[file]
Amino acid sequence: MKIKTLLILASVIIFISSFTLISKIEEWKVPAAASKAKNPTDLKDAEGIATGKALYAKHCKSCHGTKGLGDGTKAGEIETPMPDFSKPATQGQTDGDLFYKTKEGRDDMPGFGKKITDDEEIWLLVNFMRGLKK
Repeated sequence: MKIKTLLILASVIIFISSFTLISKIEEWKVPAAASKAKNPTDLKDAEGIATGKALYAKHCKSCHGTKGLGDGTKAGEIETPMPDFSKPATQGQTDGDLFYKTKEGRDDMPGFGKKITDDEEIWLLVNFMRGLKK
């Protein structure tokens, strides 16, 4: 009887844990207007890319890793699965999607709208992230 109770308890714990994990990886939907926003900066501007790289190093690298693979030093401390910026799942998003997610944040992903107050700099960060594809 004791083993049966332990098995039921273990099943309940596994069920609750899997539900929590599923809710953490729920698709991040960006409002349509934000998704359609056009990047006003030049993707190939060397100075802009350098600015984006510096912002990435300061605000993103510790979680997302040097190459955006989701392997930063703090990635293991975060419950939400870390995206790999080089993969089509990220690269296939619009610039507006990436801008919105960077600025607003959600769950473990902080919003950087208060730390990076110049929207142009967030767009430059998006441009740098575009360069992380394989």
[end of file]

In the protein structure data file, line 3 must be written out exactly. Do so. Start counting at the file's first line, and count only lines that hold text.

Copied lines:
């Protein structure tokens, strides 16, 4: 009887844990207007890319890793699965999607709208992230 109770308890714990994990990886939907926003900066501007790289190093690298693979030093401390910026799942998003997610944040992903107050700099960060594809 004791083993049966332990098995039921273990099943309940596994069920609750899997539900929590599923809710953490729920698709991040960006409002349509934000998704359609056009990047006003030049993707190939060397100075802009350098600015984006510096912002990435300061605000993103510790979680997302040097190459955006989701392997930063703090990635293991975060419950939400870390995206790999080089993969089509990220690269296939619009610039507006990436801008919105960077600025607003959600769950473990902080919003950087208060730390990076110049929207142009967030767009430059998006441009740098575009360069992380394989």